|Me, my family, and my dad. Together my dad and I keep this blog going.|
I am searching for my child that was given up for adoption in 1975. I was lead to believe that the adoption records would be opened at some point in time. Little did I know that Stanley Michelman was representing both myself and the parents that were adopting. I feel for people who can not have children and want to adopt, but is it right to deceive the birth parents?
That comment was from January of 2016, and there were no new comments until my dad called me last week to tell me about this one (from "Anonymous"):
We adopted 2 children through Stanley Michelman in the '80s by private adoption. Our experience and that of the birth mothers was fantastic. We supported both birth mothers throughout their pregnancies. When my older son had questions, the office facilitated contact with the birth mother to see if she was open to contact. She was and we had a relationship for several years until my son was no longer interested. Our younger son's birth mother contacted our lawyer in Texas to initiate contact. It was a disaster. She used him to fill her emotional void and treated him terribly.
I totallly support a registry where adoptees and birth mothers can sign up to find each other. I don't support an adoptee's or birth mother's right to have private adoptions unsealed. Both are entitled to their privacy. Not all reunions are Hallmark Classics as portrayed on tv. No one has the right to turn someone's life upside down because they feel like they are entitled.
My dad and I spoke about how this adoptive parent missed the point of legislation allowing adoptees access to their original birth certificates. No one has a right to a relationship, of course, but all of us should have a right to know who we are. But it goes deeper than that. My dad and I talked about how my mom had most likely written something on this very issue, and so I went back and read. I found the response right there on my mom's first post:
While some individuals and groups are simply misinformed, I believe that the Catholic Conference of Bishops and some adoption agencies and attorneys willfully perpetuate these misconceptions because the closed statutes allow them to operate without transparency and accountability.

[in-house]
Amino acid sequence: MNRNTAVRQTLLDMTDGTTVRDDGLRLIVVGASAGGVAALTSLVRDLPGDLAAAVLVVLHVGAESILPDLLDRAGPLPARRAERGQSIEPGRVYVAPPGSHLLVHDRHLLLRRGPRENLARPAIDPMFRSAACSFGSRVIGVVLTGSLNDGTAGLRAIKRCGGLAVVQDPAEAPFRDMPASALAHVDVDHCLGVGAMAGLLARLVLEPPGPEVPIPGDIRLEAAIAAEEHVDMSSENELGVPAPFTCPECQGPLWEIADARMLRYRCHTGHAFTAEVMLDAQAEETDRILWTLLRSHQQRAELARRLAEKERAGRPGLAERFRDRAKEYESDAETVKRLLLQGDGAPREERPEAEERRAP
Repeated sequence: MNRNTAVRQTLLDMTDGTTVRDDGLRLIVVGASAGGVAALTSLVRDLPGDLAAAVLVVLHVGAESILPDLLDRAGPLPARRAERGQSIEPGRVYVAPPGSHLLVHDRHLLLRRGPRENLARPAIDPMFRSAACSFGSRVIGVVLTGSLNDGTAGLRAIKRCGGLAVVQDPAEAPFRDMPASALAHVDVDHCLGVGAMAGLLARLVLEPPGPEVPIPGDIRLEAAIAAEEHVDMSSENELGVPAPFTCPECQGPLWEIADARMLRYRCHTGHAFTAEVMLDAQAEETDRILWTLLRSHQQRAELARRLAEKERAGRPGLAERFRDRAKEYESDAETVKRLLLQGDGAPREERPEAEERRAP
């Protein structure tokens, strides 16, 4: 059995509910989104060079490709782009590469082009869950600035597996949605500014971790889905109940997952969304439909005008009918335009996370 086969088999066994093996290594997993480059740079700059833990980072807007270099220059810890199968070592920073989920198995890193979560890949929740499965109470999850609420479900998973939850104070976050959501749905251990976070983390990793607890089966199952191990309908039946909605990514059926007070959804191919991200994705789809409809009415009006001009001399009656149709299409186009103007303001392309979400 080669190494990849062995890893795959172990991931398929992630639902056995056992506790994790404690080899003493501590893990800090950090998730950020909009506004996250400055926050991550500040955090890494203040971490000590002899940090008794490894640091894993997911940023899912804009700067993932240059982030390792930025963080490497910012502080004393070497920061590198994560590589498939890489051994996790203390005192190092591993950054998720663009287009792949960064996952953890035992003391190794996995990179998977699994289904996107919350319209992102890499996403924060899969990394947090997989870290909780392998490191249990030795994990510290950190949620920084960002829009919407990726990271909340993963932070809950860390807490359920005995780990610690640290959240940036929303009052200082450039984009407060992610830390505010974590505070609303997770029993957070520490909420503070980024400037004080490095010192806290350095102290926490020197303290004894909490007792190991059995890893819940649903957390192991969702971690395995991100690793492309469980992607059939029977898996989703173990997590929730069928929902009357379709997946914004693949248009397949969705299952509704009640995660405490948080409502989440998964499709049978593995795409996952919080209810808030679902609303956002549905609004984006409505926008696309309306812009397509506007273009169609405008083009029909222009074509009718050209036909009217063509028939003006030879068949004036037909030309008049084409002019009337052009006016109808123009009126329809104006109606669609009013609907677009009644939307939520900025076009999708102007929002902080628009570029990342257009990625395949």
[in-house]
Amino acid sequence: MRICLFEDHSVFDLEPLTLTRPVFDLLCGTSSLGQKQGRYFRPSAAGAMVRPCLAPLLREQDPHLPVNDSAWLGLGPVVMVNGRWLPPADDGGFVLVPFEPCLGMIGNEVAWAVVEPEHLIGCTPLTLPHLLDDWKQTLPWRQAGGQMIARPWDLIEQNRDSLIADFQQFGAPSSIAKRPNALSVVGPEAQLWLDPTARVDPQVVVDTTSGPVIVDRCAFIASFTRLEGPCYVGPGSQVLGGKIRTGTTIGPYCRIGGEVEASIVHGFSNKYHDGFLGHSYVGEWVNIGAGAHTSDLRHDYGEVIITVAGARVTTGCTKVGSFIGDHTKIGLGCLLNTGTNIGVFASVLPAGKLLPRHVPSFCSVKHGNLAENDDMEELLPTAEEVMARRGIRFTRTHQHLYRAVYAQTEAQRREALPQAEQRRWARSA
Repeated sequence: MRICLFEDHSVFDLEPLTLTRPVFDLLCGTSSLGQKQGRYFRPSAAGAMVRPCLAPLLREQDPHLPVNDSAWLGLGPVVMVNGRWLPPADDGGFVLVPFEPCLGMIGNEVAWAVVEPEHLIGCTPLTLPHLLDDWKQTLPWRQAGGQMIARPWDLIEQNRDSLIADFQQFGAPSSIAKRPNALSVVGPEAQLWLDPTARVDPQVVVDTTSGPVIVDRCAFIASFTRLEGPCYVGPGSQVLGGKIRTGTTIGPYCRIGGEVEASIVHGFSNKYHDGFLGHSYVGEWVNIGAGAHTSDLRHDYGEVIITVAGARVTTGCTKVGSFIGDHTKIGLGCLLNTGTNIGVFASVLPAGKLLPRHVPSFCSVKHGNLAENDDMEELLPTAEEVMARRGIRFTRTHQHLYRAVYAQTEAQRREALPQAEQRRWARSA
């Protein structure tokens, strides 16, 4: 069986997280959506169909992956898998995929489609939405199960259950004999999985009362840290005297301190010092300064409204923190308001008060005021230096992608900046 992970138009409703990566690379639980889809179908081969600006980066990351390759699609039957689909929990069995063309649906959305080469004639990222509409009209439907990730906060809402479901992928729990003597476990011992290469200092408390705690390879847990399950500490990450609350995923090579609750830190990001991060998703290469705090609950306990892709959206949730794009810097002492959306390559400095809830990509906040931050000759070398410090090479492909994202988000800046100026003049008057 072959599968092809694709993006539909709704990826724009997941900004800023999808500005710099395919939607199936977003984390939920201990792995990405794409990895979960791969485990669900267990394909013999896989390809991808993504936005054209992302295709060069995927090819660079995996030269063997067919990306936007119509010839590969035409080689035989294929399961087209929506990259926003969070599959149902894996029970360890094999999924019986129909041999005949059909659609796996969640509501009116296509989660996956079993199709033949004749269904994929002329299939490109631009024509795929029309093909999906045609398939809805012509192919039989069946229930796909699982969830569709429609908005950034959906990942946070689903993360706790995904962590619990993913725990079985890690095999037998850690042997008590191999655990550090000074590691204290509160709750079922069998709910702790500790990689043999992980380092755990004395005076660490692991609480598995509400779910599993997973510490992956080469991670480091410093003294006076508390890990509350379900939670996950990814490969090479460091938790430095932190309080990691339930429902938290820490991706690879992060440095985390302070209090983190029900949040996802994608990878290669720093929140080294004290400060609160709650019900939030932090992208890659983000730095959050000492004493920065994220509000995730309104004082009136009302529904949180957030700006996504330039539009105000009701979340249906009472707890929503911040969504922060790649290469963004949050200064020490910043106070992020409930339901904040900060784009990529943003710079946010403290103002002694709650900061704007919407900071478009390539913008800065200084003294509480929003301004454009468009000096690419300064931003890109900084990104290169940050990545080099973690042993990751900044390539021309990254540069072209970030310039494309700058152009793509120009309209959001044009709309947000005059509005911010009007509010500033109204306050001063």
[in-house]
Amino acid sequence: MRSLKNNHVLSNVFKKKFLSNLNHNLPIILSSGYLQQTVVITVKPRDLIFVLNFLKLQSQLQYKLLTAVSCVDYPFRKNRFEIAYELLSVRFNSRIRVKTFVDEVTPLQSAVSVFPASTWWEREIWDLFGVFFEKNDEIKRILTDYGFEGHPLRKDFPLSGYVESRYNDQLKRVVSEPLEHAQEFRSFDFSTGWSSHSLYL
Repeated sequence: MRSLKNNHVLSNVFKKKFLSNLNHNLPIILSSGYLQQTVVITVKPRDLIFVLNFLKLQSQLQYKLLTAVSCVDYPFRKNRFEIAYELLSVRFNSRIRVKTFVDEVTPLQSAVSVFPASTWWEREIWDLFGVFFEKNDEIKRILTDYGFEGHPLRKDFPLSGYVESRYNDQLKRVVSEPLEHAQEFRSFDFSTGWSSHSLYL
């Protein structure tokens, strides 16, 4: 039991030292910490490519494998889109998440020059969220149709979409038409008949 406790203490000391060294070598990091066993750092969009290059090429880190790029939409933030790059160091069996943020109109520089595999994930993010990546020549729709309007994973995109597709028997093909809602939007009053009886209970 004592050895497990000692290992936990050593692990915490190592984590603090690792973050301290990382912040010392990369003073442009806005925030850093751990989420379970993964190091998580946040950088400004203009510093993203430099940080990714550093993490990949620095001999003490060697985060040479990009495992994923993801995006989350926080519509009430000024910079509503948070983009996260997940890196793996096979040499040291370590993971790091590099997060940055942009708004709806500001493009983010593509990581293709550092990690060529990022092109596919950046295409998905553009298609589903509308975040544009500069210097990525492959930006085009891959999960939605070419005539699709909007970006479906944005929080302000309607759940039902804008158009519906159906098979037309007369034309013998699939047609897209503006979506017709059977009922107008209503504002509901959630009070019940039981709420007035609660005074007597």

When there is no transparency, Catholic Charities, other adoption agencies and attorneys are the all-powerful gatekeepers of the truth -- that is just what actually transpired during the relinquishment process. They maintain the records, and whatever shortcuts, mistruths or ethical violations may have occurred are forever protected ....
... I am discouraged that some people continue to infer that adult adoptees are "stalkers" intent on destroying their original families or disrespecting their adoptive families. I am likewise discouraged that those same people often paint original mothers as cowering figures consumed by shame, and who therefore need protective custody for life.
I am a 62-year-old mother of two and grandmother of six, yet I continue to be treated like a child by my state's adoption laws, unable to manage the most personal details of my life without outside assistance. All of us touched by adoption are unique human beings of equal worth, and as adults we deserve to be treated like the adults we are.
Many adoptees I know are distrustful of authority, and I can certainly see why. A member of the reform community recently shared a photo by Don Stitt containing these wise words:
Morality: Doing what is right regardless of what you are told
Obedience: Doing what you are told regardless of what is right
I sought out my original mother for several reasons -- for medical information, but also for healing and emotional closure. She and I share a connection, no matter what anyone says, and I knew deep inside myself that what was right for me was to privately seek a reconciliation with her. If I had done what I had been told by law and by the uninformed, I would be that "obedient" adoptee playing a script that had been provided to me by others. In acting as I did, I felt that I was responding to a higher morality.
As we all know, authority is not always right. Unfortunately, in the case of adoption law here in the states, it rarely is.
The anonymous adoptive parent commenting last week said that not all reunions are "Hallmark Classics as portrayed on tv." I know that. My mom's original mother never wanted to meet her and told her to "not cause trouble" because no one knew about her. This was, of course, deeply painful. The only reason my mother met her sisters at all was because she was dying, and I decided that I was going to risk "turning someone's life upside down" by sending a letter my mom had written several years prior but had never sent (to her older sister, who didn't know about her). My mom did not fight for adoptees' rights because she felt everyone was entitled to a Hallmark Classic. She fought for them because it was what is morally right. Registries don't work and hide egregious abuses. Access to original birth certificates for adoptees is just one small step towards a more just system, but it is a step, and I support that. I wish more adoption lawyers and adoptive parents* would too.
**NB: I know MANY wonderful adoptive parents who DO support full rights for their adopted children, but I make this comment because I know there are some that don't, including this anonymous commenter on the blog.